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Fordham RB Chase Edmonds trying to shatter stigmas at Shrine Game

ST. PETERSBURG, Fla. – It’s true that there is plenty at stake for all of the 100-plus players at this week’s East-West Shrine Game.

It’s also true that few, if any, have more to prove than Fordham running back Chase Edmonds. Shaking the small-school stigma in itself is a big challenge, but Edmonds is also tasked with showing NFL scouts he’s healthy after an injury-plagued senior season.

“I think it was the hardest time in my life,” Edmonds said Tuesday after wrapping up practice with the East team at Shorecrest Preparatory School. “It was just so much adversity.”

Ankle and hamstring injuries derailed Edmonds’ senior season, which he entered with a good chance to become the all-time leading rusher in Football Championship Subdivision history. Needing 1,274 yards to break the record held by Georgia Southern’s Adrian Peterson, Edmonds finished with just 577 yards and five touchdowns in seven games. In his first three college seasons, he had never had less than 1,600 yards and 19 touchdowns in any of them.

“I wasn't on the field for a long time, and then when I was on the field, I wasn't myself,” he said. “I was just trying to be there for my teammates and everything, but I learned to not make a bad day worse.”

Durability, then, is another test Edmonds must pass to prove himself a worthy NFL prospect.

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“That's a question that's been coming up a lot,” he said. “The durability thing with missing a lot of my senior year. It's definitely let me grow as a player and as a man.”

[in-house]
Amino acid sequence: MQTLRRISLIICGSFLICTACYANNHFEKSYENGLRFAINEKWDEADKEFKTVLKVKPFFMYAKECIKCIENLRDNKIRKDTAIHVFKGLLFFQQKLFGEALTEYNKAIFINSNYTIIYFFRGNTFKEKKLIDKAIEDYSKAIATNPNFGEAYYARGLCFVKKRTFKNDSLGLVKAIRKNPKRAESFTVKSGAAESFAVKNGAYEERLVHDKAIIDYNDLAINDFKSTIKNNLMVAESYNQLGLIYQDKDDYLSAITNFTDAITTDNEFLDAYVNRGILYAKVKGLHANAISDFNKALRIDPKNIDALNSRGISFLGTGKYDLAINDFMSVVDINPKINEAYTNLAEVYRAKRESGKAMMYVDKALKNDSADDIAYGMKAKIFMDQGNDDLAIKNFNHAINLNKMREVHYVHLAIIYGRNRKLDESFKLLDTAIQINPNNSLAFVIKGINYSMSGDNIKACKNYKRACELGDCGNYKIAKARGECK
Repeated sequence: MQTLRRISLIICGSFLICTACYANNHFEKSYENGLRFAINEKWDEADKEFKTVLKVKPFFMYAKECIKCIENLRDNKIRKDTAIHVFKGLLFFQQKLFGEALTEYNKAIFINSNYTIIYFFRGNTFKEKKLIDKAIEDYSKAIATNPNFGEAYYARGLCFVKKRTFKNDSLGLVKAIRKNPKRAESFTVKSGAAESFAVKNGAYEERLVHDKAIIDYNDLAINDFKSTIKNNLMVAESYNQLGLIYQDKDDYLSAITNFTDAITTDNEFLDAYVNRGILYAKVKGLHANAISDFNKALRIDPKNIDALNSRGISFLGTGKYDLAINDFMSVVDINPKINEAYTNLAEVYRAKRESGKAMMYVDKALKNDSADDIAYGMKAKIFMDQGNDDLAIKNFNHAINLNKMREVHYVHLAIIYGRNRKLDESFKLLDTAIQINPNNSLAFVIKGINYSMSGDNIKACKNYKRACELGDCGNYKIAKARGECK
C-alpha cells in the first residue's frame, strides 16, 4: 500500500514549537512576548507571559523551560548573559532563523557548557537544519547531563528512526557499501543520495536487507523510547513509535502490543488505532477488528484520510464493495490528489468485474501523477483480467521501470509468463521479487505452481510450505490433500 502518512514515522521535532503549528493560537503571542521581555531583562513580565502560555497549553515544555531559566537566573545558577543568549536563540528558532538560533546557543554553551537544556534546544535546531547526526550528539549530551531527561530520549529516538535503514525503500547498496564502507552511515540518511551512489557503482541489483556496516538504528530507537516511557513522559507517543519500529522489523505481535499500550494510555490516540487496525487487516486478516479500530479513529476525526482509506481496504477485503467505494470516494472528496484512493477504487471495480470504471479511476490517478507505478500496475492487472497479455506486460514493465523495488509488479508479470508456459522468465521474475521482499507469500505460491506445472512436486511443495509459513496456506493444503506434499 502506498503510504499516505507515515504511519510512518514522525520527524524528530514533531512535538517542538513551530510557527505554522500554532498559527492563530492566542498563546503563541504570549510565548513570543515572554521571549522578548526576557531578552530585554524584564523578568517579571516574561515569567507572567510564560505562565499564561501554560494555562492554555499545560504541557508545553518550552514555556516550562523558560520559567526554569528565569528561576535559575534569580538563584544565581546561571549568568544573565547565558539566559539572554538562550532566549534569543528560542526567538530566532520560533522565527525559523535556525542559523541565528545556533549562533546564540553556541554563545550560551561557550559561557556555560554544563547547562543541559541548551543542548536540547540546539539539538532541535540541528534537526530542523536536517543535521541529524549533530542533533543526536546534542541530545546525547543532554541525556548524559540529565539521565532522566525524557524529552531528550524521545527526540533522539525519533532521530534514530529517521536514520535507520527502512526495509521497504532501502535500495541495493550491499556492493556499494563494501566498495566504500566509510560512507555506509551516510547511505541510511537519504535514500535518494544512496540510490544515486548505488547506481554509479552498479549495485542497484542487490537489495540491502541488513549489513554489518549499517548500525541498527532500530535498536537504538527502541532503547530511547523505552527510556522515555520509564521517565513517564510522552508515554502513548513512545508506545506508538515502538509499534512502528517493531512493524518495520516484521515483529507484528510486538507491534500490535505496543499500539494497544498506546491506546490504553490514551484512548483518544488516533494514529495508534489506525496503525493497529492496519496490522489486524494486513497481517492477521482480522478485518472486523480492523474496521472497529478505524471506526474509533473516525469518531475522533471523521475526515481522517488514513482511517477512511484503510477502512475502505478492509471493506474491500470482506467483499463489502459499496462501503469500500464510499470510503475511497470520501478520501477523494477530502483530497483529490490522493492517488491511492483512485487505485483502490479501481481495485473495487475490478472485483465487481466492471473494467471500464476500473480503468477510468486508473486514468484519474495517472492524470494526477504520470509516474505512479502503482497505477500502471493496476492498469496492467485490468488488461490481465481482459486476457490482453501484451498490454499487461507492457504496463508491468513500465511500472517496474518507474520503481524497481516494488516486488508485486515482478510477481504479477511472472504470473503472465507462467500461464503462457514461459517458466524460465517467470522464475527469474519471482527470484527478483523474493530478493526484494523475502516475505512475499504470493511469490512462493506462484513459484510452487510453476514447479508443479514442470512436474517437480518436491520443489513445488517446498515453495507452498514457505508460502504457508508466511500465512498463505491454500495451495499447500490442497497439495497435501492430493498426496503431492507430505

NFL scouts have noticed. All 32 teams visited the Fordham campus at some point during his career, which he ended as the Patriot League’s all-time leading rusher with 5,862 yards and 67 touchdowns.

"I think he's positioned himself well," Fordham coach Andrew Breiner said late in the season in an interview with "I think Chase has done everything possible, certainly everything inside his control, to put himself in the best position he can. … We've had area scouts, national scouts, directors of college scouting. He's gotten a lot of eyes on him, a lot of attention."

That has continued here this week, with Edmonds getting his first opportunity to go against players from some of college football’s elite programs.

“I think it's going pretty well,” he said. “I'm just trying to make the best of the opportunities that I get. Obviously we've got three backs and we want to push ourselves to get better. You've got to make the most of each rep you get. I was really eager to get out here with a higher level of competition and prove that I belong – that I can dominate just like I did at the FCS level.”

Edmonds landed at Fordham after a high school career in Harrisburg, Pa. ­– the same hometown of Bills star LeSean McCoy. Playing for CD East, he didn’t get much attention from big-time college programs because of his size – 5-foot-9 and 210 pounds. Make that another challenge to overcome.

“I believe that I'm stronger than I look,” he said. “At the combine hopefully I'll show my upper-body strength. I believe I have a good lower frame as well. I use my body the best I can to take major hits off me, slither through holes and things like that.”

Of course, there are plenty of examples of undersized running backs succeeding in the NFL. Edmonds points to the success of Atlanta’s Devonta Freeman – who is listed at nearly the exact same size – and the New England duo of Dion Lewis and James White as players who show it can be done.

“If they can do it, why can’t I?” he asked, rhetorically, Tuesday.

Edmonds entered this week ranked as the No. 20 running back in the 2018 class according to the website, which projects him as a seventh-round pick. If that happens, he’d become just the second Fordham player since 1968 to be drafted, and only the 31st ever.

Sounds like another challenge to overcome.

Jester Weah misses Nathan Peterman

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